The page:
Martha Marcy May Marlene is a tonally downbeat and ultimately evasive study of Martha (Elizabeth Olson), a young woman at odds enough with the social fabric around her to have once fallen for the intrigues of a cult physically and emotionally removed from it; with her inherently and increasingly disturbing time with the cult told in prompted flashbacks, the "present" unfolds as Martha spends time with sister Lucy (Sarah Paulson) and brother-in-law Ted (Hugh Dancy) at their holiday home retreat, itself designed to defer and dilute the stresses of urban life. As such, the film presents its cult, led by manipulative loner Patrick (John Hawkes), as a kind of physical externalisation of Lucy and Ted, whose barely contained and socially informed aspirations to petty bourgeois values come with the cost of a palpable self-preserving tetchiness. This, I think, is of immediate conceptual interest; it's disappointing, then, that it isn't quite fulfilled.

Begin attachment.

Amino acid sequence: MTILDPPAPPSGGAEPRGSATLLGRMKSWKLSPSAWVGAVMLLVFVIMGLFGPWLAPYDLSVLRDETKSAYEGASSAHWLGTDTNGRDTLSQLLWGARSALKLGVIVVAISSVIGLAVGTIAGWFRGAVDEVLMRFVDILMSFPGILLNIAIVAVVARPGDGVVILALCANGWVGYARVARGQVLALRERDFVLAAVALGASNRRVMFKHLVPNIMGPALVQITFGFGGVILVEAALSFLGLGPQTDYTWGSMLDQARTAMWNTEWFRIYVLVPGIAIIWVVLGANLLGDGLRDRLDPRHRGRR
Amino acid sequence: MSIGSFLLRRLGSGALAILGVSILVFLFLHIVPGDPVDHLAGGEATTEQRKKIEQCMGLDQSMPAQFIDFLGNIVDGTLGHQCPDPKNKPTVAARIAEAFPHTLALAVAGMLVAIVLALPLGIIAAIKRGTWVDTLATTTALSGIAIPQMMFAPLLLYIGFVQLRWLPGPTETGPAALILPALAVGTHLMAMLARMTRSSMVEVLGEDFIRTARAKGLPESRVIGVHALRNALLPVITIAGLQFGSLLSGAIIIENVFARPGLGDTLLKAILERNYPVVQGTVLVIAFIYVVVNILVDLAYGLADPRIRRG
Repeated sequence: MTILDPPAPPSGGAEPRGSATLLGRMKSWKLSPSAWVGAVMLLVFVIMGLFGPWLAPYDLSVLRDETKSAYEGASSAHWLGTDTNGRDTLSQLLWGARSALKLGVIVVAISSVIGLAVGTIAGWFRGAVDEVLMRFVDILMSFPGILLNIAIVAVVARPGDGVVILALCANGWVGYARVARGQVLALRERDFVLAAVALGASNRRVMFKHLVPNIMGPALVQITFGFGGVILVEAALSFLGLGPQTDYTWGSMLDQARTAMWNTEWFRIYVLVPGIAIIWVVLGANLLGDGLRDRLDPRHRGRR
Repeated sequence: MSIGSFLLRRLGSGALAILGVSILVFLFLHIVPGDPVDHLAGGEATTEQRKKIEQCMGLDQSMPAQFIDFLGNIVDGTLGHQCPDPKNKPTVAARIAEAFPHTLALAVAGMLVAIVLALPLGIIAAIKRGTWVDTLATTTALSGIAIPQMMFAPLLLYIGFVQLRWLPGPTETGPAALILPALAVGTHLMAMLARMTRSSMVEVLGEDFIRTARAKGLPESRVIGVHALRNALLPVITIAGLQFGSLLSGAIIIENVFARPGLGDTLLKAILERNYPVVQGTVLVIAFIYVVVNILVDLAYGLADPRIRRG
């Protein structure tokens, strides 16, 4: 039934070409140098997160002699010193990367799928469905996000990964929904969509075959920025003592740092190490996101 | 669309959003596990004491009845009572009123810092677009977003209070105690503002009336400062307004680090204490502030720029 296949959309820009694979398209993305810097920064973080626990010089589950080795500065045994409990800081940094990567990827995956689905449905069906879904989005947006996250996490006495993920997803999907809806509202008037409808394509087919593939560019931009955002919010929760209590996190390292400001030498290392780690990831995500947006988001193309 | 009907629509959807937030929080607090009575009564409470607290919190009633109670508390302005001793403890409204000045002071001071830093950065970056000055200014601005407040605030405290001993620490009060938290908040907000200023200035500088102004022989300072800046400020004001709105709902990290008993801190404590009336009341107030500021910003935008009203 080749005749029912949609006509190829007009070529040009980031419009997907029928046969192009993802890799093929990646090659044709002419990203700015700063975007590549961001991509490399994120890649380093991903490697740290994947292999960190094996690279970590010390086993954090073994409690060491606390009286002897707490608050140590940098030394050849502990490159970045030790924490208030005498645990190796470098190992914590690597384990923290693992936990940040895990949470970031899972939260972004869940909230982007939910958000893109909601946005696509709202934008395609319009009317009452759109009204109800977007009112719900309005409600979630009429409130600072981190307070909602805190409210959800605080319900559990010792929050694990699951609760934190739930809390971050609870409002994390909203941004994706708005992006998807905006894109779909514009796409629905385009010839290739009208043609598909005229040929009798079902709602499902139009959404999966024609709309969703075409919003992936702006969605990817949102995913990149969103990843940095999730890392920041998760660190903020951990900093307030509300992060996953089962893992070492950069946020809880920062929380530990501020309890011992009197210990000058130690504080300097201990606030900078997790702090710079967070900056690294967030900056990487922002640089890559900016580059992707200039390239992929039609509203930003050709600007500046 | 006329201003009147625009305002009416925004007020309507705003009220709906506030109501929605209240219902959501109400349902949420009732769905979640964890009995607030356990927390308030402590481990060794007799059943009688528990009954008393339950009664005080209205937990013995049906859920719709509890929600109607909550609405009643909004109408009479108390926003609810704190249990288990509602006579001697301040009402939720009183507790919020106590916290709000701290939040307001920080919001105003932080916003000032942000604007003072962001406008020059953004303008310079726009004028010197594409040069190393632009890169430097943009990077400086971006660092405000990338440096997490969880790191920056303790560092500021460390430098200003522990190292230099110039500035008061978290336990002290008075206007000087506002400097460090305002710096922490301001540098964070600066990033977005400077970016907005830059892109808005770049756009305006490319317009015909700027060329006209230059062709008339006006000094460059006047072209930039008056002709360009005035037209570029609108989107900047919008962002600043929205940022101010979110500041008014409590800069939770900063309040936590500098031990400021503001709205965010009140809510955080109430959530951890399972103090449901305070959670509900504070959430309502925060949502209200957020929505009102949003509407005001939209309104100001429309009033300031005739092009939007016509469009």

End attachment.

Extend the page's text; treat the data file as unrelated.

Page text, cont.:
Posted Friday, February 10, 2012
To some extent, it seems redundant to criticise a film for not being something it didn't set out to be. But at some point, one must ask: in what ways could this work and its drama have been improved? Unfortunately for The Descendants, the answer is: many. Particularly for a film that has, as its potentially fruitful fundamentals, a familial - and familiar - drama foregrounded against the social transformations resulting from the selling of land inherited down the generations, Alexander Payne's latest work, co-adapted by him with Nat Faxon and Jim Rash from Kaui Hart Hemmings's novel, though it is not without its moments or charms, seems finally to be an opportunity missed.
Posted Monday, February 06, 2012